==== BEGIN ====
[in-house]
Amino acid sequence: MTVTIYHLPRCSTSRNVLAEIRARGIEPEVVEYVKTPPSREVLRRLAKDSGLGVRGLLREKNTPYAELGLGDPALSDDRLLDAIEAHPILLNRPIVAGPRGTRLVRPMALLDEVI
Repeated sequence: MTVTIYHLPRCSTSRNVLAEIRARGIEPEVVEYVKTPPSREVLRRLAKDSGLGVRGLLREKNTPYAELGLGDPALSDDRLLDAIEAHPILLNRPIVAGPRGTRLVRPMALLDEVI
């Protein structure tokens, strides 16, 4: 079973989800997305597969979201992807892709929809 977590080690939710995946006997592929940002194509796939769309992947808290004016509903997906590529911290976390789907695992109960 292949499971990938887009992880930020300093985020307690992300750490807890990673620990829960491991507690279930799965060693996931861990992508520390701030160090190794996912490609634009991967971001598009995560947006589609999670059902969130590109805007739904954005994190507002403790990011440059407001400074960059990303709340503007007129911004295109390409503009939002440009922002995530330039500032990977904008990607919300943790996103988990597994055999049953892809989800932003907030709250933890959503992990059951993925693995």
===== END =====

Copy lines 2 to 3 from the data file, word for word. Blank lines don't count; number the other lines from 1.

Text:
Amino acid sequence: MTVTIYHLPRCSTSRNVLAEIRARGIEPEVVEYVKTPPSREVLRRLAKDSGLGVRGLLREKNTPYAELGLGDPALSDDRLLDAIEAHPILLNRPIVAGPRGTRLVRPMALLDEVI
Repeated sequence: MTVTIYHLPRCSTSRNVLAEIRARGIEPEVVEYVKTPPSREVLRRLAKDSGLGVRGLLREKNTPYAELGLGDPALSDDRLLDAIEAHPILLNRPIVAGPRGTRLVRPMALLDEVI